LOCAL CLAY WORKSHOP   


Amy Joy Hosterman has been working in clay for 18 years, and has been testing and working with the clay at the VCAC for the past five. With the assistance of artist Jordan Olsen, she will lead participants through the entire process of using this local clay, from digging to firing.

The ground at the site of the VCAC is made up almost entirely of sedimentary clay that was deposited long ago by a slow-moving river and migrating glaciers. These deposits run at least 200 feet deep in some locations at the site.  It is a beautifully smooth low-fire red clay which can be used with minimal processing. 

This workshop is focused on exploration and experimentation, while going through the ceramic process from beginning to end, by hand and from scratch, using simple, straight-forward, accessible tools and materials. Due to the nature of this process and material, we will be making relatively small work, pushing the material to its limits, and employing experimental and primitive firing techniques.

Participants will learn about clay testing and clay body formulation.  Amy Joy will lecture on the usage of this particular clay, testing its properties, making adjustments, and finding a balance between what the clay is naturally best suited for and what can be accomplished through simple modifications. She will also discuss with participants options for building your own simple kiln, and methods of firing and finishing without costly equipment.

Previous experience with clay is helpful but not required. Come with an open mind and a willingness to work hard, and you will leave with an increased understanding of ceramic materials and processes, as well as finished pieces made completely from the ground up!

During the workshop, participants will:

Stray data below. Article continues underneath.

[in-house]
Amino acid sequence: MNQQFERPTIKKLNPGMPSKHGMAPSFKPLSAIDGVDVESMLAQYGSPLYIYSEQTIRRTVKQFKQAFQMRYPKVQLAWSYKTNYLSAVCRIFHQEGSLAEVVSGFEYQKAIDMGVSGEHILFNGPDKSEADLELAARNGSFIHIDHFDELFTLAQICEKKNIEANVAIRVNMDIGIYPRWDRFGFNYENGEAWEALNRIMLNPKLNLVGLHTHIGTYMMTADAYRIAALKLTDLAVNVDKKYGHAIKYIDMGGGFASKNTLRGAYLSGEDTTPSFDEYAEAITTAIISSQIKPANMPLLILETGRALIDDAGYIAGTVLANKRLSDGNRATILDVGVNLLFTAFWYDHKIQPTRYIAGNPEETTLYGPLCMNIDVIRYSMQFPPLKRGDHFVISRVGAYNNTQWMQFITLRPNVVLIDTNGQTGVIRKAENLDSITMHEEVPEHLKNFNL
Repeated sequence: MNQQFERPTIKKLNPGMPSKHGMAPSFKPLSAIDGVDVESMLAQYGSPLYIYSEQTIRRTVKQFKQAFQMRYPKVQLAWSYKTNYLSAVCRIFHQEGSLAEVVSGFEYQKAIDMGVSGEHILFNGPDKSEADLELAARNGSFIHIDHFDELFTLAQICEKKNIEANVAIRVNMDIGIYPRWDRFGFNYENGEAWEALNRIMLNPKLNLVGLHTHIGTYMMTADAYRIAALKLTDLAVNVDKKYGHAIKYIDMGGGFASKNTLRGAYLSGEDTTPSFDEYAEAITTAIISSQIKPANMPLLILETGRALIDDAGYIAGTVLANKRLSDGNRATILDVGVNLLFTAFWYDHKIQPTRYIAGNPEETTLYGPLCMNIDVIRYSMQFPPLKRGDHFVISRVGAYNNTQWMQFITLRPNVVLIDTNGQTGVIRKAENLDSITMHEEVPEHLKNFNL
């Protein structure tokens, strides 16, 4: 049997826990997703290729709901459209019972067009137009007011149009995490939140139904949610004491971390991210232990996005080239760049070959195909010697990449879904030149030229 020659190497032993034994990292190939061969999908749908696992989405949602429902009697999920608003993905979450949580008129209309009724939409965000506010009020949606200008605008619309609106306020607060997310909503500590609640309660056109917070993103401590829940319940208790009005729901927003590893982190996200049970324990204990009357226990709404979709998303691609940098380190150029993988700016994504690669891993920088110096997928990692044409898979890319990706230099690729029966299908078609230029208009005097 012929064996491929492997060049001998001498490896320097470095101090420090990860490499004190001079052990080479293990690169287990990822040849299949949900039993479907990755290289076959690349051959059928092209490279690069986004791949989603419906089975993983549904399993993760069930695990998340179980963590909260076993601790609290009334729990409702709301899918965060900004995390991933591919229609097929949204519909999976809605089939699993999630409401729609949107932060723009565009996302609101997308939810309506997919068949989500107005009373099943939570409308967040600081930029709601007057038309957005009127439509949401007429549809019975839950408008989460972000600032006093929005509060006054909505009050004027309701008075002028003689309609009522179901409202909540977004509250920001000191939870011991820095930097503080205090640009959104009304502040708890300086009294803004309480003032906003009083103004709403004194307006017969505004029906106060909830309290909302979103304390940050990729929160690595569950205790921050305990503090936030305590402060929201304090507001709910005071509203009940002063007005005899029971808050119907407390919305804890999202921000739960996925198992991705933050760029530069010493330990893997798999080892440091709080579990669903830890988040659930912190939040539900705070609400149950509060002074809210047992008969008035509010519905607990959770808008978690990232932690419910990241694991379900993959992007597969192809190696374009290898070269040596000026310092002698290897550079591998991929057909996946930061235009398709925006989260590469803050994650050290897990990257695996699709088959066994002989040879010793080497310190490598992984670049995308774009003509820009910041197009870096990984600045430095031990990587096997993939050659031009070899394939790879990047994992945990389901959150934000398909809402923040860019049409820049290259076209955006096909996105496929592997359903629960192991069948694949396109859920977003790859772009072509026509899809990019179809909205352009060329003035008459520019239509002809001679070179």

• Collect and process raw clay on site using simple methods and basic tools
  • Formulate their own clay body for their intended purpose
  • Create hand-built, slip cast, wheel-thrown, or organic burn-out work
  • Fire, glaze, and finish work using accessible techniques such as pit, barrel, and raku-firing
  • Learn how to build and fire their own kiln

Ceramics facilities include

  • Two treadle potter’s wheels
  • Plaster clay-drying tables
  • Large work table for hand-building
  • Barrels and pits for primitive-style firings
  • Portable propane-fueled kiln and kiln furniture for low-fire glaze and raku firing
  • Various throwing and sculpting tools available (but bring your own favorites)
  • All the clay you can dig/process. 
  • Low-fire glazes provided
  • Buckets, screens, mixers, etc, for clay slip processing
  • Raku-firing heat safety gear (heat aprons, face shields, welding gloves, tongs)
  • During our Session One Building Workshop, we will be constructing a new drying shed for storing and processing all our clay, drying our work on racks with hot coals, and for firing propane kilns in inclement weather. 

Participants are responsible for their own basic safety gear (safety glasses, dust masks, work gloves, work boots, etc.)

See Costs here, and go to Symposium and Logistics for more details